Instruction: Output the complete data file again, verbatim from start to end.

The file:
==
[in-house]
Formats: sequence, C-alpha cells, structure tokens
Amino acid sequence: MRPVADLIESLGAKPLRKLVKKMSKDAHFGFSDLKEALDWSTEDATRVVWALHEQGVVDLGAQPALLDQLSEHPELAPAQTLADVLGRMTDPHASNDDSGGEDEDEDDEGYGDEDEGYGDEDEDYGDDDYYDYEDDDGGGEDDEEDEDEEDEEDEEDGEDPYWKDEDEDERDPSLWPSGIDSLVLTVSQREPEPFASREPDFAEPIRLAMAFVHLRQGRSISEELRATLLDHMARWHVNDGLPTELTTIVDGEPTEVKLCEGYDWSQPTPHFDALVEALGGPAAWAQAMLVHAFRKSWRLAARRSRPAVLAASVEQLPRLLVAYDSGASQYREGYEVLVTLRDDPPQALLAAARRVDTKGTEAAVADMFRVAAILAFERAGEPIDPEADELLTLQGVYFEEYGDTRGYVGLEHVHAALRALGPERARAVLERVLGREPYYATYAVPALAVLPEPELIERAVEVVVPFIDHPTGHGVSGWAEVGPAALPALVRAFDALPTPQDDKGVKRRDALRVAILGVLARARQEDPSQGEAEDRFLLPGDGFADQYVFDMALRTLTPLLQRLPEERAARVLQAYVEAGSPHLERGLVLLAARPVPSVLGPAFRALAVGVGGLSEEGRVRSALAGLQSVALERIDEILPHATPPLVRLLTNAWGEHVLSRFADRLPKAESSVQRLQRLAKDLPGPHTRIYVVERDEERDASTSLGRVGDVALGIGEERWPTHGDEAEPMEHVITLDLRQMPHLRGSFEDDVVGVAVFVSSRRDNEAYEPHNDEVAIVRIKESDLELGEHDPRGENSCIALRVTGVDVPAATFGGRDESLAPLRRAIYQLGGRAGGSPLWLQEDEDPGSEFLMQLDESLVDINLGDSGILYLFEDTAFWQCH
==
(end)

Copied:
[in-house]
Formats: sequence, C-alpha cells, structure tokens
Amino acid sequence: MRPVADLIESLGAKPLRKLVKKMSKDAHFGFSDLKEALDWSTEDATRVVWALHEQGVVDLGAQPALLDQLSEHPELAPAQTLADVLGRMTDPHASNDDSGGEDEDEDDEGYGDEDEGYGDEDEDYGDDDYYDYEDDDGGGEDDEEDEDEEDEEDEEDGEDPYWKDEDEDERDPSLWPSGIDSLVLTVSQREPEPFASREPDFAEPIRLAMAFVHLRQGRSISEELRATLLDHMARWHVNDGLPTELTTIVDGEPTEVKLCEGYDWSQPTPHFDALVEALGGPAAWAQAMLVHAFRKSWRLAARRSRPAVLAASVEQLPRLLVAYDSGASQYREGYEVLVTLRDDPPQALLAAARRVDTKGTEAAVADMFRVAAILAFERAGEPIDPEADELLTLQGVYFEEYGDTRGYVGLEHVHAALRALGPERARAVLERVLGREPYYATYAVPALAVLPEPELIERAVEVVVPFIDHPTGHGVSGWAEVGPAALPALVRAFDALPTPQDDKGVKRRDALRVAILGVLARARQEDPSQGEAEDRFLLPGDGFADQYVFDMALRTLTPLLQRLPEERAARVLQAYVEAGSPHLERGLVLLAARPVPSVLGPAFRALAVGVGGLSEEGRVRSALAGLQSVALERIDEILPHATPPLVRLLTNAWGEHVLSRFADRLPKAESSVQRLQRLAKDLPGPHTRIYVVERDEERDASTSLGRVGDVALGIGEERWPTHGDEAEPMEHVITLDLRQMPHLRGSFEDDVVGVAVFVSSRRDNEAYEPHNDEVAIVRIKESDLELGEHDPRGENSCIALRVTGVDVPAATFGGRDESLAPLRRAIYQLGGRAGGSPLWLQEDEDPGSEFLMQLDESLVDINLGDSGILYLFEDTAFWQCH